Documentary celebrates the work of architect Richard Leplastrier

Revered by architects around the world, Richard Leplastrier’s search for beauty in his career is interwoven with his own life in a bush camp on the edge of Sydney.

This documentary about Australian architect Richard Leplastrier was filmed over 15 years. It began with the filming of the design and construction of a house in the Blue Mountains, and expanded to filming at houses in Leura, Watsons Bay and Balmain, with visits also to Kyoto and the Sydney Opera House, combining to make a powerful portrait of a seminal figure in Australian architecture.

Richard Leplastrier is regarded as one of Australia’s finest architects, yet he’s anything but a household name. Shunning the limelight, he tucks himself away in his one-room home in a remote estuary north of Sydney only reached by boat.

Leplastrier is the architect’s architect, refusing to become a ‘starchitect’. And while he designs beautifully crafted houses for his clients, his own lifestyle is closer to camping.

The documentary follows the very private but charismatic Leplastrier as he designs the Blackheath house that epitomises what he has learnt over 50 years. It looks at the influence of his mentors – Jorn Utzon (Danish architect of the Sydney Opera House), Australian artist Lloyd Rees and Japanese professor Masuda Tomoya.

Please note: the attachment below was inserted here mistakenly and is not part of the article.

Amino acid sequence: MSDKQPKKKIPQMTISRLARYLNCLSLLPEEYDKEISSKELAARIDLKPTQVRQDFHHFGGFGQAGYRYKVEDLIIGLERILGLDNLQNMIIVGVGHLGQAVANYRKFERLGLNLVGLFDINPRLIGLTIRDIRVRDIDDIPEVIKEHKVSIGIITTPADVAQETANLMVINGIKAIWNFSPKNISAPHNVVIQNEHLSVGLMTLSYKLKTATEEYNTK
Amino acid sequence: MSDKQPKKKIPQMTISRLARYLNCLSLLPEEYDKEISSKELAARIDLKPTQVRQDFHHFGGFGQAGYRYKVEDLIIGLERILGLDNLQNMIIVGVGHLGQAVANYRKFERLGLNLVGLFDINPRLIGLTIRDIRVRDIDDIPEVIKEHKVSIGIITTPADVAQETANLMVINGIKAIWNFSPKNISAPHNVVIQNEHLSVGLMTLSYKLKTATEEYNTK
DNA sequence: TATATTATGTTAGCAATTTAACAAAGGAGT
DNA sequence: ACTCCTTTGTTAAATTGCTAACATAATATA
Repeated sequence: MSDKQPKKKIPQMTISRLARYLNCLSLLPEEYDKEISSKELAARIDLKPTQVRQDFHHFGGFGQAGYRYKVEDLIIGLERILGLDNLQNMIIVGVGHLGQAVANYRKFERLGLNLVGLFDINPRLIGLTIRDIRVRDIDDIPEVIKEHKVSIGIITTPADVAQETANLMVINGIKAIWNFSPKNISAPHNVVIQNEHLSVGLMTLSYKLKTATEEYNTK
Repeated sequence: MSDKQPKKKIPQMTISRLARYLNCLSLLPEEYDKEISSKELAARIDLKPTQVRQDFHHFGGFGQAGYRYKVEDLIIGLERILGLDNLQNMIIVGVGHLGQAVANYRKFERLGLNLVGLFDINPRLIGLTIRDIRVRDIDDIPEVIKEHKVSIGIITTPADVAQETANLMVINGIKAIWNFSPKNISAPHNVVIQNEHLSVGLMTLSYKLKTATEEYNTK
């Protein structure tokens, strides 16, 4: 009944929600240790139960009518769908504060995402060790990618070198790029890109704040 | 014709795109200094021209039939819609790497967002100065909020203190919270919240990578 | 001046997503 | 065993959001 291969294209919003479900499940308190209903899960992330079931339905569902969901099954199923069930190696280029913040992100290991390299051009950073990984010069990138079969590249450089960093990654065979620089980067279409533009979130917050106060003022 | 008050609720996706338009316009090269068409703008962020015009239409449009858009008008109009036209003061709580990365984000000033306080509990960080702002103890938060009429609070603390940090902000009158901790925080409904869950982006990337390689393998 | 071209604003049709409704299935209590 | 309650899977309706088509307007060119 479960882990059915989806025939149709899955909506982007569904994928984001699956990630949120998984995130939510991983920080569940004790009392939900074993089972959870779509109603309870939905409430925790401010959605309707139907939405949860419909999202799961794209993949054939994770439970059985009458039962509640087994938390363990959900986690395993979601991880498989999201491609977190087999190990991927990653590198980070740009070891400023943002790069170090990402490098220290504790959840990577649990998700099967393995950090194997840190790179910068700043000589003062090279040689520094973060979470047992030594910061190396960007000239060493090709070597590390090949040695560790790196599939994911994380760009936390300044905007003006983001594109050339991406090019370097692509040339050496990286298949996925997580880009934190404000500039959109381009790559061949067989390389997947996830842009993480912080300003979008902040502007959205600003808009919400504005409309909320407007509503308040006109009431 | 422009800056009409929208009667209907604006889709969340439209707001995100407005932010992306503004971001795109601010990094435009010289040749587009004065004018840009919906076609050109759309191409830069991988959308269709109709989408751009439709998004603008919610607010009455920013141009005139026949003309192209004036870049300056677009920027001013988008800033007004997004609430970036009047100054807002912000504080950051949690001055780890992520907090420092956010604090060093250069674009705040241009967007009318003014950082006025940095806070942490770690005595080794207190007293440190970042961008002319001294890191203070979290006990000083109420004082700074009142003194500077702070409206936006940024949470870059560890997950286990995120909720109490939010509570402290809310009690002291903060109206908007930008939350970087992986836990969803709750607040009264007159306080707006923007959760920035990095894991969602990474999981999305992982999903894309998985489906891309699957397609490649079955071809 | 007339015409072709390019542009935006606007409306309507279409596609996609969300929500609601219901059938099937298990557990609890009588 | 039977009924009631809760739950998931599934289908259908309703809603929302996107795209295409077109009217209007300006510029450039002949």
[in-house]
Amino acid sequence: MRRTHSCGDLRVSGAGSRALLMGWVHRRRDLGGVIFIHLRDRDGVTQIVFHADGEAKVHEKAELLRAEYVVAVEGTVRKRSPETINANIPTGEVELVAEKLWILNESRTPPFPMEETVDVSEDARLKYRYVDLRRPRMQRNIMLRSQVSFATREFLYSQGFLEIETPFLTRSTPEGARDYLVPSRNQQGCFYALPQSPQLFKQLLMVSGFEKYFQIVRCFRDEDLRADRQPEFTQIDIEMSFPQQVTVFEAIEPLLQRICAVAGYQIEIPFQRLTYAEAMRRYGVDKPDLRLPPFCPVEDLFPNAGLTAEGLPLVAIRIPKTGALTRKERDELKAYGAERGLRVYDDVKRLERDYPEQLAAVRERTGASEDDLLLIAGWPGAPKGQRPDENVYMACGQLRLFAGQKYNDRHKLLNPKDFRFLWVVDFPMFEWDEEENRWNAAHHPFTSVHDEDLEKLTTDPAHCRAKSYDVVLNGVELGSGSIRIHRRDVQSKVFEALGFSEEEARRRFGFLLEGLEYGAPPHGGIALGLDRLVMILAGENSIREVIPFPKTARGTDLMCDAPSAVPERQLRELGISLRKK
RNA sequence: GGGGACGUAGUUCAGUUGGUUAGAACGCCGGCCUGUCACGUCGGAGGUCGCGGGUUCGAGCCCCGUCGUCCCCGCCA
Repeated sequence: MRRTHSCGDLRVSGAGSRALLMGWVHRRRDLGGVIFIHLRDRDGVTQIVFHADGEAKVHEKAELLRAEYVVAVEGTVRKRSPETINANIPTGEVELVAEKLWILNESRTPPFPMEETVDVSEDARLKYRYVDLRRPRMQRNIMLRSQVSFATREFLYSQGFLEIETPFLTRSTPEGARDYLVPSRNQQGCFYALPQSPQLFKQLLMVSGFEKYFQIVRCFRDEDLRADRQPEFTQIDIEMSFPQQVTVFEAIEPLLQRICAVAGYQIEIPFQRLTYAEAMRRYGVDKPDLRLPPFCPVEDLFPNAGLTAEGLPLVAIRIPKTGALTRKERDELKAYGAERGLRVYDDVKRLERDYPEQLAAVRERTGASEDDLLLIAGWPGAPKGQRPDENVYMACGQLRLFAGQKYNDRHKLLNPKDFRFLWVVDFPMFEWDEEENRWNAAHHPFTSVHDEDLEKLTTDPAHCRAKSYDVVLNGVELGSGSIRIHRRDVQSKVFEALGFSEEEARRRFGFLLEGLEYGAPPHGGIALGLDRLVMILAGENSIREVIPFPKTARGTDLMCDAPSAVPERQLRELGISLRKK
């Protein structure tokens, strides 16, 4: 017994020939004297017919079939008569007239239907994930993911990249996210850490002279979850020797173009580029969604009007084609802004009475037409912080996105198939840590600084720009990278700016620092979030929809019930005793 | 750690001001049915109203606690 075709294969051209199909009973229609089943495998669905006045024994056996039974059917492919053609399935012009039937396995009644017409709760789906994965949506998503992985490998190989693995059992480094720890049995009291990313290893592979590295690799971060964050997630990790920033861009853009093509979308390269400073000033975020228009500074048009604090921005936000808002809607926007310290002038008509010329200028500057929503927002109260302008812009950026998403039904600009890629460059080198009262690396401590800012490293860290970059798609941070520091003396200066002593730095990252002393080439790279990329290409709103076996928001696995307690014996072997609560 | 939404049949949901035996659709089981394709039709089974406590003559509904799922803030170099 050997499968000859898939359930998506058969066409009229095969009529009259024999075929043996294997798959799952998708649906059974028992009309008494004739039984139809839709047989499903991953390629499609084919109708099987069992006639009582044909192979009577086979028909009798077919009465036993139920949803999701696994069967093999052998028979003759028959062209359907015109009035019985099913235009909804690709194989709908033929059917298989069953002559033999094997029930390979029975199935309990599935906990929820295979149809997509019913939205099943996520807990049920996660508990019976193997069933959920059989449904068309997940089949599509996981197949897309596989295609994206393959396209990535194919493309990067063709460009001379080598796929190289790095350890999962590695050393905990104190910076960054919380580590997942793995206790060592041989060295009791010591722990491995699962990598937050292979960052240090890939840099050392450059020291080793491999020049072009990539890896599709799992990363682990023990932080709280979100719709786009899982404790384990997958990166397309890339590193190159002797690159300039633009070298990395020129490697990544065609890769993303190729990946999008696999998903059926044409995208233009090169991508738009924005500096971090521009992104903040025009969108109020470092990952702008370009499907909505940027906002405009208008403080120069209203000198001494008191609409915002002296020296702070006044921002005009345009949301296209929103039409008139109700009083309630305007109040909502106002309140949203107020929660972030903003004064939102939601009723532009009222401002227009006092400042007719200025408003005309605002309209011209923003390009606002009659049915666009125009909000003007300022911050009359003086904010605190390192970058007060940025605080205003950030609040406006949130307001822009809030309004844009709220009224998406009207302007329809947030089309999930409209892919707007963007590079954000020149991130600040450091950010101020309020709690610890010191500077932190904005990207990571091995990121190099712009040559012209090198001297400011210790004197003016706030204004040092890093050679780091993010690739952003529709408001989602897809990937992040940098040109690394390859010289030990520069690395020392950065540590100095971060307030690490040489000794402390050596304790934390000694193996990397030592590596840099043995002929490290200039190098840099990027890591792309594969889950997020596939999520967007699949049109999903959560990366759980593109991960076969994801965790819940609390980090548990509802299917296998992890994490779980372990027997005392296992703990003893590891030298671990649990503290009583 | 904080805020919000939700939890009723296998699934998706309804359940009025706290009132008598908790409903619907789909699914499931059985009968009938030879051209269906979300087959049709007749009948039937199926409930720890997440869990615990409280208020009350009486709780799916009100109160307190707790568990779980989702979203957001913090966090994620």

The film also explores the groundbreaking Bilgola house, designed by Leplastrier in 1974. Acknowledged as one of Australia’s most beautiful houses, Leplastrier says he was “hard wired into aesthetics being the only thing” when he developed its radical design. The house has no glass and no windows, principles that Leplastrier also incorporated into his own home.

The documentary moves from architecture to family life; from the construction of the Blue Mountains house to other extraordinary houses at Balmain, Watsons Bay and Leura; and from the Sydney Opera House to Kyoto. It includes animated sequences of Leplastrier’s house plans and drawings.

The stunning houses Leplastrier designs for his clients are in contrast to his own bush camp where the family eats and sleeps on the floor. “That’s a lesson learnt not only from Japan,” says Leplastrier, “but most Pacific Islanders live like that. You can do with a house half the size.”

The world premiere of the documentary is scheduled to be broadcast on the ABC in Australia on 12 May 2020, and the longer Feature Version will screen on ABC iView afterwards for 30 days. Screenings outside Australia will take place in 2021.

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